Heroes Never Rust #6: Women in Superhero Comics

Heroes Never Rust #6 by Sean Ironman

Women in Superhero Comics


I’m a white, heterosexual male. As such, I never really paid attention to how minorities are portrayed in superhero comics. I’m sure that sounds bad, but let’s be honest. Portrayals of minorities was never an issue for me because I was well-portrayed. And when I heard someone say how women or African Americans weren’t well-represented in comics, I could run down a list of characters that fit. Wonder Woman, Storm, Rogue, Batgirl, Boom Boom, Fallen Angel. Steel, Cyborg, John Stewart Green Lantern, Spawn, Bedlam, Bishop, Blade, Luke Cage. It goes beyond that however. Because I was so well-portrayed in comics, I never even thought about being portrayed. It never occurred to me to follow a certain character because he was a white male.

In the last couple of years, I’ve heard a lot of talk about how things are changing. I never paid much attention to it until people started telling me things were getting better. (I’m going to go ahead and concentrate on women in comics for the rest of this post. Handling minorities as a whole will take 20,000 words. I’ll come back to some other aspects of this argument in later blog posts.) Recently, I looked at the release list of new comics for this October from DC Comics and Marvel Comics, the Big Two. Out of about 70 comics from Marvel, not including graphic novels, I counted one female writer and no female artists. DC fared a little better with four female writers on six titles out of about 75.


Now, I know what some of you may be thinking—Well, it’s superhero comics. Maybe less women are interested in writing them. I consider that bullshit on a couple of different levels. One that it’s superhero comics. While most of what these companies publish are superheroes, they do publish crime, fairy tale, sci-fi, and other genres. Also, I’ve met a good number of comic writers and artists over the last decade, most of them women. By far most of them are women. For every ten comic creators I meet, maybe two of them are male. Even if that just happens to have been my experience, I find it difficult to see how out of 70 comics that need to be written in a month, only one for Marvel and six for DC are written by women. Something is wrong.

To be quite honest, I don’t care about fairness. If either one of the Big Two brought down some edict where let’s say 30 comics a month had to be written by women, I would be weary of the products they’re releasing. I don’t think the solution is to force a certain percentage to be written by women. My issue isn’t with a company saying they are progressive or that they are fair or anything else. My issue lies with asking, what stories am I missing?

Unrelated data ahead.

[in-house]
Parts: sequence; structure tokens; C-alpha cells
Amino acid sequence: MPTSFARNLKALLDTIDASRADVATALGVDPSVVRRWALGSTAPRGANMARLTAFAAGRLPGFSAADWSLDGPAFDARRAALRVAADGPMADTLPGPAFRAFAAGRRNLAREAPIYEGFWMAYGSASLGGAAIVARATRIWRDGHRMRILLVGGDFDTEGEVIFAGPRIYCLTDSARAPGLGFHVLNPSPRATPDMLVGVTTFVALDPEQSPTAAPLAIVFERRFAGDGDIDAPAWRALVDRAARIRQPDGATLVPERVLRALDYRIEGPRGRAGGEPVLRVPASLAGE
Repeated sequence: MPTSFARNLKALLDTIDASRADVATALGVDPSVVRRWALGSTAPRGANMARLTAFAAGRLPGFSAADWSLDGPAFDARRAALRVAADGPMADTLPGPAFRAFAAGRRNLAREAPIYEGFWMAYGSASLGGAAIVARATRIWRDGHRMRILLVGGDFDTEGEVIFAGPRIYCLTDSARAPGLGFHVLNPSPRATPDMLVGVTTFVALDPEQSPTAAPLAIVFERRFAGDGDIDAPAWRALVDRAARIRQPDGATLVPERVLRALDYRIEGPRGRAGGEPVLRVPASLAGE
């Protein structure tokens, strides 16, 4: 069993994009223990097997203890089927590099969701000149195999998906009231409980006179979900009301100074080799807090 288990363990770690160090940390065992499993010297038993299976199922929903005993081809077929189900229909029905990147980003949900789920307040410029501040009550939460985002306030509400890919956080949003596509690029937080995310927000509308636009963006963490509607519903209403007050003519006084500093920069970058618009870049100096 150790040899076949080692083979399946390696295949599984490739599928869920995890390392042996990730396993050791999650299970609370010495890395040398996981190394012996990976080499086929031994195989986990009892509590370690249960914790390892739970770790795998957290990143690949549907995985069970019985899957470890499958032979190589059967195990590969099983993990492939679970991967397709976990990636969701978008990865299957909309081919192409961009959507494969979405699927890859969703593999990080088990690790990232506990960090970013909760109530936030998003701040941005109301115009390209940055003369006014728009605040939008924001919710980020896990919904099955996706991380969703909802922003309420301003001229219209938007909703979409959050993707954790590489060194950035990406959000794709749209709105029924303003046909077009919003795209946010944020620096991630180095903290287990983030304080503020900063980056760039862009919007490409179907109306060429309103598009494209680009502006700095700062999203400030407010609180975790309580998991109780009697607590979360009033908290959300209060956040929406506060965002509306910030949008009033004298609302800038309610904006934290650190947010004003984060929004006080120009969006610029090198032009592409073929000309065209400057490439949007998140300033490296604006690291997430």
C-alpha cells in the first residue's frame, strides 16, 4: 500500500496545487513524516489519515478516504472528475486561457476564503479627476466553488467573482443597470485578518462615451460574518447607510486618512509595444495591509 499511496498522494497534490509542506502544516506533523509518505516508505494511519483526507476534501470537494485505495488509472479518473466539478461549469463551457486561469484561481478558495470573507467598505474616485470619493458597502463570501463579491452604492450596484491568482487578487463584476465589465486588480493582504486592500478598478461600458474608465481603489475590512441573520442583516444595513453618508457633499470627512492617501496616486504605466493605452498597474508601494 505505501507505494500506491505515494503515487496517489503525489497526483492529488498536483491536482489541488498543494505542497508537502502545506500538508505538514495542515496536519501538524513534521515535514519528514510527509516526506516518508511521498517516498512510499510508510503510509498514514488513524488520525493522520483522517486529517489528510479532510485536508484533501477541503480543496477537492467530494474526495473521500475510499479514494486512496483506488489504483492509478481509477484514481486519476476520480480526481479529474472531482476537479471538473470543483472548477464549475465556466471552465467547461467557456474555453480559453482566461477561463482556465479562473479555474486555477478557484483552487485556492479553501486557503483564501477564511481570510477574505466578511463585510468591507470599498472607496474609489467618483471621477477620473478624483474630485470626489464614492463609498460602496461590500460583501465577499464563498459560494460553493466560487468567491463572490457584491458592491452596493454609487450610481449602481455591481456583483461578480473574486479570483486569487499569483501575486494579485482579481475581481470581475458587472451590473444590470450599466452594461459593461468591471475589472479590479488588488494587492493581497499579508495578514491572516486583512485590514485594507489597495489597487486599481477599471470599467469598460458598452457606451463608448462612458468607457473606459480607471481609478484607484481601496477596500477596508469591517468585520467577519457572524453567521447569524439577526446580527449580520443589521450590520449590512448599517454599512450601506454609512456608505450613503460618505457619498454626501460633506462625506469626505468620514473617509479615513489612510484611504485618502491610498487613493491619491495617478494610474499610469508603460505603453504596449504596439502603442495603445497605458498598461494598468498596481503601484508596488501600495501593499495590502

In the 1980s, the American comics scene got an influx of British authors and artists. The British Invasion. Brian Bolland. Steven Dillon. Glenn Fabry. Jamie Delano. Neil Gaiman. Peter Milligan. Grant Morrison. Warren Ellis. Garth Ennis. These are some of the biggest names in comics in the last thirty years. New voices lead the way and changed American comics forever. More mature storylines, different take on the superhero concept. British authors had different influences, and they brought these influences to Batman, Animal Man, and other comics. In turn, American authors and artists were influenced by the creators in the British Invasion, and the work continued to evolve.

Imagine if we never got Neil Gaiman’s Sandman. Grant Morrison’s Batman: Arkham Asylym. Garth Ennis’ Preacher. Warren Ellis’ Planetary. Not to mention the hundreds of other works by those British creators. Imagine if we never got the work from American creators influenced by the British Invasion.

That’s what I think about when I think about the lack of women creating superhero comics at the Big Two. What great work has been lost to us? What influences don’t we have because we haven’t been introduced to more women creators?
I’ve tried to think of solutions. I don’t believe the Big Two are sexist. I don’t believe companies are sexist. Companies are greedy. They will do anything to get money. And I’ve followed comics enough to see female writers and artists get a shot and then the books don’t sell. But maybe the Big Two should think of it as an investment. Lose a few bucks (and comics aren’t like big Hollywood movies costing hundreds of millions) on a title to let it grow or the creative team grow. Maybe release certain titles exclusively as digital comics and save some money on printing.


DC Comics is owned by Time Warner, and Marvel is owned by The Walt Disney Company. They could afford to invest a few thousand dollars into new talent. I know what some of you are thinking—Companies are expected to make money. They can’t give handouts.

While companies are expected to make money, I think that should come secondary to creating great products. These companies won’t miss a few thousand dollars, and I do mean a few thousand, not $500,000. Every fifteen to twenty years the comics industry seems to go through a lull. Quality, and then sales, drops off. Then some new talent with different influences comes in and comics experience a rebirth. What if the Big Two were proactive? Instead of waiting until quality and sales slip, beating it to the punch and investing in the next big thing. Think of the comic you could have in your hands right now. It could be the great one you’ve ever read.


Sean Ironman

Sean Ironman is an MFA candidate at the University of Central Florida, where he also serves as Managing Editor of The Florida Review and as President of the Graduate Writers’ Association. His art has appeared online at River Teeth. His writing can be read in Breakers: An Anthology of Comics and Redivider.

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